Four criteria added to the state’s public intoxication statute in 2012 presented the Indiana Court of Appeals with a question of first impression when it considered a man’s arrest for being drunk in a public place.
David Holbert was stopped by police after a neighbor observed his suspicious behavior and called 9-1-1. Officers discovered a baggie of marijuana and noted his eyes were glassy and bloodshot, he smelled of alcohol, his speech was slow and slurred, and he walked unsteadily.
Subsequently, the state charged Holbert with possession of marijuana, as a Class A misdemeanor, and public intoxication, as a Class B misdemeanor.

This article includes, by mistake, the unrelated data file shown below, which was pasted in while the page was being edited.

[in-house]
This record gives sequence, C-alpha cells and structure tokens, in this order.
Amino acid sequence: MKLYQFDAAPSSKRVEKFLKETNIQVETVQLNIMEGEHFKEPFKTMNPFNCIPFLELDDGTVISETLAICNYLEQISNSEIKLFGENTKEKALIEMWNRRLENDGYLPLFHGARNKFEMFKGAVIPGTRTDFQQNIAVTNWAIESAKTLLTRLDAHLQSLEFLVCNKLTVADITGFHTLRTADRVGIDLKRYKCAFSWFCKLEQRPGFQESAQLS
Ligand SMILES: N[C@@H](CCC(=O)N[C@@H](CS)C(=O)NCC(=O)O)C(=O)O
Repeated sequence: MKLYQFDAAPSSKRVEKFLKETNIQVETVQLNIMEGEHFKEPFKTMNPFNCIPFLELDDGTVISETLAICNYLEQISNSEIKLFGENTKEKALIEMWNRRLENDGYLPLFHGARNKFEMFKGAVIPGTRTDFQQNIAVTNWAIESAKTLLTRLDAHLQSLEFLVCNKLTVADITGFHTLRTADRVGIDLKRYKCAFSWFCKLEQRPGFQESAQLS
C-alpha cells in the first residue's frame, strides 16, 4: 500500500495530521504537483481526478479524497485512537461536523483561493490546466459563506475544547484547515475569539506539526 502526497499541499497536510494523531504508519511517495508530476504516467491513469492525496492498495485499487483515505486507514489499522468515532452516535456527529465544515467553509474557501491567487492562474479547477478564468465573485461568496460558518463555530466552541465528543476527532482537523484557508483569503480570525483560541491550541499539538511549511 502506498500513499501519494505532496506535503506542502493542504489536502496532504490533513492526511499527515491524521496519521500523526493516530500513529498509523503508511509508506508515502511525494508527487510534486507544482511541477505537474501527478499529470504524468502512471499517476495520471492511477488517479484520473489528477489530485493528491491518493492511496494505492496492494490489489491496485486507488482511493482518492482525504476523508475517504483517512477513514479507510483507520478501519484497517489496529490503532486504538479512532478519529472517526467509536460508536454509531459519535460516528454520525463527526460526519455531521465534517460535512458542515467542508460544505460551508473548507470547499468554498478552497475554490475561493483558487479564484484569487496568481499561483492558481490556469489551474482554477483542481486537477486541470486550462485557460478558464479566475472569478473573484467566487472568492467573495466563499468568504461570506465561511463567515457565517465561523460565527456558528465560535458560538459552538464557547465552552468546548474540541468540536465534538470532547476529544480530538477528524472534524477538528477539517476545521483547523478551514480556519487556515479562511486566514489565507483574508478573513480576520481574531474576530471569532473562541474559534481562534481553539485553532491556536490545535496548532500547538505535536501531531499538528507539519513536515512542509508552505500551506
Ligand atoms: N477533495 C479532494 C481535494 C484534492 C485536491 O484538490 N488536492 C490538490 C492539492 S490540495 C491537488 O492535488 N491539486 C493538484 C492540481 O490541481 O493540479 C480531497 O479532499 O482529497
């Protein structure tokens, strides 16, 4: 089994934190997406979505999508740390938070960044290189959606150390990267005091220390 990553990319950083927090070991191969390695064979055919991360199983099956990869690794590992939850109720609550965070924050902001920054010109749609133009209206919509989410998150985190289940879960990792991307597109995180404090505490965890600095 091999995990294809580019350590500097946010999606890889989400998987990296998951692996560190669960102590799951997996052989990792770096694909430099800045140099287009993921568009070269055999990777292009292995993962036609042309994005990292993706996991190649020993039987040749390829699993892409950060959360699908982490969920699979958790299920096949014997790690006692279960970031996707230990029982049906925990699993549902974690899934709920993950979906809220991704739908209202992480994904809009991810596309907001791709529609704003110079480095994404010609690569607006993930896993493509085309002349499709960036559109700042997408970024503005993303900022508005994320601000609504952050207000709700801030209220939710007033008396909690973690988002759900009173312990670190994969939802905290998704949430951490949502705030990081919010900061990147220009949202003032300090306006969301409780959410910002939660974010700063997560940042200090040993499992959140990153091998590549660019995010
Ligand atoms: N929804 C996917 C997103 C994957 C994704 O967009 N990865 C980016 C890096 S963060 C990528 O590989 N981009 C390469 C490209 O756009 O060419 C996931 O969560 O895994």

Holbert argued the state failed to present sufficient evidence to support his conviction for public intoxication. In 2012, the Indiana General Assembly amended the public intoxication statute, Indiana Code 7.1-5-1-3, by adding four conditions that clarify when drunkenness becomes a Class B misdemeanor.
These criteria are the endangerment of the individual’s life; the endangerment of the life of another person; breaching the peace or in imminent danger of breaching the peace; or harassing, annoying or alarming another person.
Holbert asserted he did not meet any of the four criteria while in a public place and therefore could not be convicted of public intoxication.
The Court of Appeals agreed. In David Holbert v. State of Indiana, 49A05-1302-CR-54, the court reversed Holbert’s conviction, finding no evidence that he engaged in any of the four listed criteria.